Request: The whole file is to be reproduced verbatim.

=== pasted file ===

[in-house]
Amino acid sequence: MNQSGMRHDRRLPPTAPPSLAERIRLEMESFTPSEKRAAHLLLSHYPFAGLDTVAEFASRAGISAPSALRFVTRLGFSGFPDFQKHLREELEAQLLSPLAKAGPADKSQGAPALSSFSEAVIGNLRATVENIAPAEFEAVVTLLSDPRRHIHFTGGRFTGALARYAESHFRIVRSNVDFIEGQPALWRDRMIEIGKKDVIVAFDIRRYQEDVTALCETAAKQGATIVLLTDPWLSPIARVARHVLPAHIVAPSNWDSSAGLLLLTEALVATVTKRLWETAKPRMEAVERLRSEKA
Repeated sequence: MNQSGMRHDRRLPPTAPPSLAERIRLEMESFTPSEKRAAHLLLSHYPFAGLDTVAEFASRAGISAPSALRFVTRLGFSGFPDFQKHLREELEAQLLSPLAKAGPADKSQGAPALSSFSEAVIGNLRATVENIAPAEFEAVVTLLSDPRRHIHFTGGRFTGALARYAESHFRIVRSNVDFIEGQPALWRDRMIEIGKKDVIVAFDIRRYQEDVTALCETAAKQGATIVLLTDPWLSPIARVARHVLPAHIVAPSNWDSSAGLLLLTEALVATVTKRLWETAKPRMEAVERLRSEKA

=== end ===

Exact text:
[in-house]
Amino acid sequence: MNQSGMRHDRRLPPTAPPSLAERIRLEMESFTPSEKRAAHLLLSHYPFAGLDTVAEFASRAGISAPSALRFVTRLGFSGFPDFQKHLREELEAQLLSPLAKAGPADKSQGAPALSSFSEAVIGNLRATVENIAPAEFEAVVTLLSDPRRHIHFTGGRFTGALARYAESHFRIVRSNVDFIEGQPALWRDRMIEIGKKDVIVAFDIRRYQEDVTALCETAAKQGATIVLLTDPWLSPIARVARHVLPAHIVAPSNWDSSAGLLLLTEALVATVTKRLWETAKPRMEAVERLRSEKA
Repeated sequence: MNQSGMRHDRRLPPTAPPSLAERIRLEMESFTPSEKRAAHLLLSHYPFAGLDTVAEFASRAGISAPSALRFVTRLGFSGFPDFQKHLREELEAQLLSPLAKAGPADKSQGAPALSSFSEAVIGNLRATVENIAPAEFEAVVTLLSDPRRHIHFTGGRFTGALARYAESHFRIVRSNVDFIEGQPALWRDRMIEIGKKDVIVAFDIRRYQEDVTALCETAAKQGATIVLLTDPWLSPIARVARHVLPAHIVAPSNWDSSAGLLLLTEALVATVTKRLWETAKPRMEAVERLRSEKA